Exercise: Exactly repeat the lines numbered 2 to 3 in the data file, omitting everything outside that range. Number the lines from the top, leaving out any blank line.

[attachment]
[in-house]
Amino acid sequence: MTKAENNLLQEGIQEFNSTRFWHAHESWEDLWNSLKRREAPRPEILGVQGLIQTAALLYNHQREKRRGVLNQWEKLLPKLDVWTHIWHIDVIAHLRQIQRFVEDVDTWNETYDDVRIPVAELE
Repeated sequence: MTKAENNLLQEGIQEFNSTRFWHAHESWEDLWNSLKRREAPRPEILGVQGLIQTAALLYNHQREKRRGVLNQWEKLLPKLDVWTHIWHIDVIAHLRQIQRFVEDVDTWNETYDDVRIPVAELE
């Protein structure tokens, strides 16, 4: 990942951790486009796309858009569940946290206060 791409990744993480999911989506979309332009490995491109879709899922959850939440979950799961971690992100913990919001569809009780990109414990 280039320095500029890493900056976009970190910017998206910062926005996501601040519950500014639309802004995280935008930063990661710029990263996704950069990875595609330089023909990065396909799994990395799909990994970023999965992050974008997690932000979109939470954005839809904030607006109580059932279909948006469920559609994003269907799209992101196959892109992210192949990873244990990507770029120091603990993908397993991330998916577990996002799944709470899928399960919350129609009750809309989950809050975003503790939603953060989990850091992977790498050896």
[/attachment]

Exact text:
Amino acid sequence: MTKAENNLLQEGIQEFNSTRFWHAHESWEDLWNSLKRREAPRPEILGVQGLIQTAALLYNHQREKRRGVLNQWEKLLPKLDVWTHIWHIDVIAHLRQIQRFVEDVDTWNETYDDVRIPVAELE
Repeated sequence: MTKAENNLLQEGIQEFNSTRFWHAHESWEDLWNSLKRREAPRPEILGVQGLIQTAALLYNHQREKRRGVLNQWEKLLPKLDVWTHIWHIDVIAHLRQIQRFVEDVDTWNETYDDVRIPVAELE